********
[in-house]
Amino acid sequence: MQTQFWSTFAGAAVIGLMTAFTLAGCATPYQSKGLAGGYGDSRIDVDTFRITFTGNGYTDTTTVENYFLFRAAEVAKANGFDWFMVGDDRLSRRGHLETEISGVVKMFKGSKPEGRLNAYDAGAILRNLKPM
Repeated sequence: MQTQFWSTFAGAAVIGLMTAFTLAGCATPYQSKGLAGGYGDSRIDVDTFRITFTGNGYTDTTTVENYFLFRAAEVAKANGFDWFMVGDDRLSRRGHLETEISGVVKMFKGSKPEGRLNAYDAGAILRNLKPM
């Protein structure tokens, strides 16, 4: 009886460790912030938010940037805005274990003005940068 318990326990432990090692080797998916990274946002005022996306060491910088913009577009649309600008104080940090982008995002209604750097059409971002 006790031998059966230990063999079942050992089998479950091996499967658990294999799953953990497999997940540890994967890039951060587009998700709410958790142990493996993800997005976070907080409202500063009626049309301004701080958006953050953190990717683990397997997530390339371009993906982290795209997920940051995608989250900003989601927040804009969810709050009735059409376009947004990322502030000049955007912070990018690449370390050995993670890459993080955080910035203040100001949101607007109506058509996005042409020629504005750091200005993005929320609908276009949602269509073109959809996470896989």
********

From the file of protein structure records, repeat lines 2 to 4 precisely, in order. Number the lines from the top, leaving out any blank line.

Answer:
Amino acid sequence: MQTQFWSTFAGAAVIGLMTAFTLAGCATPYQSKGLAGGYGDSRIDVDTFRITFTGNGYTDTTTVENYFLFRAAEVAKANGFDWFMVGDDRLSRRGHLETEISGVVKMFKGSKPEGRLNAYDAGAILRNLKPM
Repeated sequence: MQTQFWSTFAGAAVIGLMTAFTLAGCATPYQSKGLAGGYGDSRIDVDTFRITFTGNGYTDTTTVENYFLFRAAEVAKANGFDWFMVGDDRLSRRGHLETEISGVVKMFKGSKPEGRLNAYDAGAILRNLKPM
């Protein structure tokens, strides 16, 4: 009886460790912030938010940037805005274990003005940068 318990326990432990090692080797998916990274946002005022996306060491910088913009577009649309600008104080940090982008995002209604750097059409971002 006790031998059966230990063999079942050992089998479950091996499967658990294999799953953990497999997940540890994967890039951060587009998700709410958790142990493996993800997005976070907080409202500063009626049309301004701080958006953050953190990717683990397997997530390339371009993906982290795209997920940051995608989250900003989601927040804009969810709050009735059409376009947004990322502030000049955007912070990018690449370390050995993670890459993080955080910035203040100001949101607007109506058509996005042409020629504005750091200005993005929320609908276009949602269509073109959809996470896989």